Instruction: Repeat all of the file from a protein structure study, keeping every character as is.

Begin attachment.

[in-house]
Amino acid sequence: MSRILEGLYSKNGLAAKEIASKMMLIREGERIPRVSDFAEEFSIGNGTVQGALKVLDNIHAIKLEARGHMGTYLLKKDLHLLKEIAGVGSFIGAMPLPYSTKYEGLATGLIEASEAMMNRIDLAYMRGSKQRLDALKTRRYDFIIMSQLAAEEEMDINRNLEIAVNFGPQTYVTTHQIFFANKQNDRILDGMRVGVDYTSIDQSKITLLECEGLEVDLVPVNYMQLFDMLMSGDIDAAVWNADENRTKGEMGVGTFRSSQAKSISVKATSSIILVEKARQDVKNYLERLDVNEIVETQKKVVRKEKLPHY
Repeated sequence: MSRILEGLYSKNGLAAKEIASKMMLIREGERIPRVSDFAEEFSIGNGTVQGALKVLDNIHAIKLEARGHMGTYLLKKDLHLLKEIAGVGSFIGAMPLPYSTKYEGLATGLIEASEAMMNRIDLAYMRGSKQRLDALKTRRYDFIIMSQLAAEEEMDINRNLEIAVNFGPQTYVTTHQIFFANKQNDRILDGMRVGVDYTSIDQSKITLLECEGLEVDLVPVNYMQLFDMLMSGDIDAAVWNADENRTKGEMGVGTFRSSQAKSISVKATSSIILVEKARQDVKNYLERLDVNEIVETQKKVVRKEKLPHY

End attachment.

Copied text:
[in-house]
Amino acid sequence: MSRILEGLYSKNGLAAKEIASKMMLIREGERIPRVSDFAEEFSIGNGTVQGALKVLDNIHAIKLEARGHMGTYLLKKDLHLLKEIAGVGSFIGAMPLPYSTKYEGLATGLIEASEAMMNRIDLAYMRGSKQRLDALKTRRYDFIIMSQLAAEEEMDINRNLEIAVNFGPQTYVTTHQIFFANKQNDRILDGMRVGVDYTSIDQSKITLLECEGLEVDLVPVNYMQLFDMLMSGDIDAAVWNADENRTKGEMGVGTFRSSQAKSISVKATSSIILVEKARQDVKNYLERLDVNEIVETQKKVVRKEKLPHY
Repeated sequence: MSRILEGLYSKNGLAAKEIASKMMLIREGERIPRVSDFAEEFSIGNGTVQGALKVLDNIHAIKLEARGHMGTYLLKKDLHLLKEIAGVGSFIGAMPLPYSTKYEGLATGLIEASEAMMNRIDLAYMRGSKQRLDALKTRRYDFIIMSQLAAEEEMDINRNLEIAVNFGPQTYVTTHQIFFANKQNDRILDGMRVGVDYTSIDQSKITLLECEGLEVDLVPVNYMQLFDMLMSGDIDAAVWNADENRTKGEMGVGTFRSSQAKSISVKATSSIILVEKARQDVKNYLERLDVNEIVETQKKVVRKEKLPHY